"Son," he said, "I've got some good news and some bad news.
"The bad news is that your were in a very serious accident, and I'm afraid we had to amputate both your feet just above the ankle."
"Jesus," gasped the patient.
"What's the good news?"
"The fellow in the next bed over there will give you a good price for your boots."
- Tourists see the world, travelers experience it.
- Home is where your pet is:))
- "If having a soul means being able to feel
love and loyalty and gratitude, then animals
are better off than a lot of humans."
(James Herriot)
- The pessimist complains about the wind; the optimist expects it to change; the realist adjusts the sails -William Arthur Ward
- The only thing better than right now will someday be the memories of right now...AL.


  1. Well, that groaner sure fit the tale you told, glad it wasn't you, though. :)

    I used to have a dirt bike, a Yamaha 250 four stroke. I got it to ride all the old uranium exploration roads around SE Utah. I kept about killing myself on it so sold it. I loved the excitement, just not the road rash. :)

  2. Rode my first motorcycle at 15. It was legal in California in those days to rent a motorcycle with only a learner's permit. How I ever talked my dad into that one, I'll never know. Anyway, enjoyed your tale. Maybe someday I'll tell mine!

  3. great trip down 'motorcycle memory lane'..nice to see you wear helmets..we noticed in helmets?..can't imagine!!

  4. We bought my son a dirt bike when he was a kid. It ran just enough to get him to the back 40 and he had to push it home. It was in the shop more than it was here. It was his decision to sell it and I haven't heard motorcycle from him since. Hope it stays that way.

  5. You sure you bought a TRIPOD - not a Bazooka? That thing looks dangerous.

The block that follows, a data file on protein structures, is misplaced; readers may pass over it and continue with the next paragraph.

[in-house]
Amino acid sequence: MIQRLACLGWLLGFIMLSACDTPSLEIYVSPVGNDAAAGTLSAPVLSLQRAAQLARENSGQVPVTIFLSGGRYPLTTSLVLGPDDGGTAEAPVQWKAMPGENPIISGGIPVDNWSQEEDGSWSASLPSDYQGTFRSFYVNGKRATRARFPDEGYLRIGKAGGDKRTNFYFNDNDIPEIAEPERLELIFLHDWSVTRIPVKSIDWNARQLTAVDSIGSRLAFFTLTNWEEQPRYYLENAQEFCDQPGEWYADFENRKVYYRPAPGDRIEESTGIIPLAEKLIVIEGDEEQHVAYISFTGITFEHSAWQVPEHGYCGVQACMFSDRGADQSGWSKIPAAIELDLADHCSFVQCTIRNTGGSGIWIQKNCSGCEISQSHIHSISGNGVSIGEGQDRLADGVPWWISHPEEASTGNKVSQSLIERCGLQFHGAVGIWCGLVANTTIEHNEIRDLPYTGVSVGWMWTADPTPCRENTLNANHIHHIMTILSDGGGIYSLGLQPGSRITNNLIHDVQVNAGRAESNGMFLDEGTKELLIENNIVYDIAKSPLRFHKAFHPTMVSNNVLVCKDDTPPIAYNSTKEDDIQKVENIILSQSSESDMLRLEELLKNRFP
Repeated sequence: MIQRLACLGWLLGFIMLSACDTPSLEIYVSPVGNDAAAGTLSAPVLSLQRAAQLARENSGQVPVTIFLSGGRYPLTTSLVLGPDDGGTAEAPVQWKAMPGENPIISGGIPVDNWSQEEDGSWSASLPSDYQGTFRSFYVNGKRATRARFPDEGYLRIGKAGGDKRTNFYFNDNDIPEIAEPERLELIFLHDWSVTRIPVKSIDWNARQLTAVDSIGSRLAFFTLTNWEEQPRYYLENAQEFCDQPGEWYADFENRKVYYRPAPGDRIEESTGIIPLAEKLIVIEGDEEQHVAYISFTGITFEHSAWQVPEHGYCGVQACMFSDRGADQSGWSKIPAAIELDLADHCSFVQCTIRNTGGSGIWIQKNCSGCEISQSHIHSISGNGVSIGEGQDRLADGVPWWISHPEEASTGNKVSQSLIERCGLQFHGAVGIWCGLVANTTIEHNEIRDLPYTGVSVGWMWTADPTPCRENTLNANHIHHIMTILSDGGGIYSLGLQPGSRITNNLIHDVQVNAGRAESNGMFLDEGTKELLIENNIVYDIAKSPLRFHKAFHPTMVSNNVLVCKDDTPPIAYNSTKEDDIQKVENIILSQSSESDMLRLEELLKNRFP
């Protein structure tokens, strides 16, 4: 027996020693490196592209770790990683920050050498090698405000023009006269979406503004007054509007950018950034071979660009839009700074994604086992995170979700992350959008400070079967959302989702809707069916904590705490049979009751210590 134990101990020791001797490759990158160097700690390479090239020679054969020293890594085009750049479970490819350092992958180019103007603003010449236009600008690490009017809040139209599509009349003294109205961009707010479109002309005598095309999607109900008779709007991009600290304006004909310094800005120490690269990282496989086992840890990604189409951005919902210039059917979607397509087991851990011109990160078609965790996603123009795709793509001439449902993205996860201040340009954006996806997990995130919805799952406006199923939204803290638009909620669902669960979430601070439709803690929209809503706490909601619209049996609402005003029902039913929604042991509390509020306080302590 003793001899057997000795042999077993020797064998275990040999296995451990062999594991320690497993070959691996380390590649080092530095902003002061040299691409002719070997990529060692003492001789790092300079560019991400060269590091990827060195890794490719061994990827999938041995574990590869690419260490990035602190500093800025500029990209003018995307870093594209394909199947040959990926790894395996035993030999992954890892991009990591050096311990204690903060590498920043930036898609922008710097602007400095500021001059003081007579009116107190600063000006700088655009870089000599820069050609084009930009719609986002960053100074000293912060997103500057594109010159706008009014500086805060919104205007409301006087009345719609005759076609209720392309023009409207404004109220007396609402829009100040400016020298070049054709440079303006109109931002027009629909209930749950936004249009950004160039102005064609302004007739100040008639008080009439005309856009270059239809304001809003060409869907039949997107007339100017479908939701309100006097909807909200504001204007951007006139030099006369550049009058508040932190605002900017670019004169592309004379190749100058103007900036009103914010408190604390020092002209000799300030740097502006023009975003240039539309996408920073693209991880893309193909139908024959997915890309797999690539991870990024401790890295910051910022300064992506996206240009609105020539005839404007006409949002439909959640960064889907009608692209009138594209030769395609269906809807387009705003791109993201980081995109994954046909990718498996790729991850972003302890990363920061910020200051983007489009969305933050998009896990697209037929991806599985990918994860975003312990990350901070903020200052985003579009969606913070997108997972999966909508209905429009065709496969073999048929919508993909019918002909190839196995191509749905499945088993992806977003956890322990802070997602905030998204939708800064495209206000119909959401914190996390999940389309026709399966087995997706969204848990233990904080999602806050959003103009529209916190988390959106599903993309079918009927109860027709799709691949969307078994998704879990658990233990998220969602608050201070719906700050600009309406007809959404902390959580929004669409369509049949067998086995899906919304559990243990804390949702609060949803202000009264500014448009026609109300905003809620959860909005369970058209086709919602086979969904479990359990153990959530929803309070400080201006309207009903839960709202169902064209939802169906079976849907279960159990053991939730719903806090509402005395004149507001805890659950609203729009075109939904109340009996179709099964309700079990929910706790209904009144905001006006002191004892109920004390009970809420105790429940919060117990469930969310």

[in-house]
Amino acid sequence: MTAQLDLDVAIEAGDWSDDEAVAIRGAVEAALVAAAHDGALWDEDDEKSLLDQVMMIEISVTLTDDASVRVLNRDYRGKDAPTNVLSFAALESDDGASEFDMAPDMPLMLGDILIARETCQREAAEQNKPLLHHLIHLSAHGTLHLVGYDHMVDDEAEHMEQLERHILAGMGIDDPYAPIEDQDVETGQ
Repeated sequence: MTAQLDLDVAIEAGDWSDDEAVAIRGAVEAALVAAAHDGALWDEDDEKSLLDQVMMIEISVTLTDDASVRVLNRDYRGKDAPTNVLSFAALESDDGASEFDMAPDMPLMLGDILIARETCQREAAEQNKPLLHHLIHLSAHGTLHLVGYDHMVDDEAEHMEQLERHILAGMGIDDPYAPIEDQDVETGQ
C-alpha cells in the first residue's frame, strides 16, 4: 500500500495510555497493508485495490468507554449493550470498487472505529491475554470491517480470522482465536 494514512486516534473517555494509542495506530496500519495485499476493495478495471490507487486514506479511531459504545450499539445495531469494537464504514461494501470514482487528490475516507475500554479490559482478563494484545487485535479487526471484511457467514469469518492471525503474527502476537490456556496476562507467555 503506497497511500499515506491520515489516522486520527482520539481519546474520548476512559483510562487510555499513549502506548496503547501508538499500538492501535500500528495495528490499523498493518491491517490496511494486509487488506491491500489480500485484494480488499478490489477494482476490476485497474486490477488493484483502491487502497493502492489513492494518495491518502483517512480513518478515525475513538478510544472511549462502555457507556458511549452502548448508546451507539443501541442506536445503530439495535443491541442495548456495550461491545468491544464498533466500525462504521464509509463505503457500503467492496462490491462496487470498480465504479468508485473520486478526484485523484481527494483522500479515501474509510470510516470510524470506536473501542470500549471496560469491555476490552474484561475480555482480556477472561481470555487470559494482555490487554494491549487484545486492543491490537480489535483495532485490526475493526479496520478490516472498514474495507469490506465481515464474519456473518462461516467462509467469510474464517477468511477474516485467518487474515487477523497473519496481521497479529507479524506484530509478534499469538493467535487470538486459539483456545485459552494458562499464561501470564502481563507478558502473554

Loved that old story about the bike ride. Reminded me of my first trip through Phoenix,AZ friday afternoon traffic with that 40-footer we have.
    Now that was scary AND excoiting.

  6. Hey, now your talking!! I love your new departure date,,,you will only be a couple weeks behind us....
    Do you have to FEED that new tripod? It looks like a horse!!

    I figured if I could ride bucking horses I could ride a Motorcycle,,I was right! I love riding, but I have wrecked a few too!
    Be safe my friend. We are loading up for Glacier NP...and even at 77 I get excited!!:-)

  7. Al, loved reading about you learning to ride the motorcycle. I decided to try and learn at 52. It was very scarey. One of my first rides I drove off the road and hit a tree but as you say the excitement was amazing. I am so glad I pushed myself to persevere as I love to ride now and I think it was good for my mind to learn.

  8. We had a Suzuki 750..Den got it for "us" for my birthday...Laid it down once in Galena, IL...pretty scary. We finally sold it and made out a will.
    I'm lovin' that vest you're wearing, dude.

  9. That was a fine bike you had. I guess the crash converted you to a cruiser bike guy. But you are still enjoying riding at 67 years and that is wonderful. My dad took his last real highway ride when he was 80. He stayed around the local area for 3 more years and then had to quit riding due to health. I do not ride much anymore, but still enjoy the rides on my 1992 Suzuki GSXR. That tripod is a bit beyond my means or needs, but looks very cool.

  10. I have done a lot of scary things in my life and survived, but riding a bike never entered my mind. They frighten me but look so fun!

  11. I'm wondering how a picture you produce by copying with your new tripod compares with using a scanner? Probably much more accurate?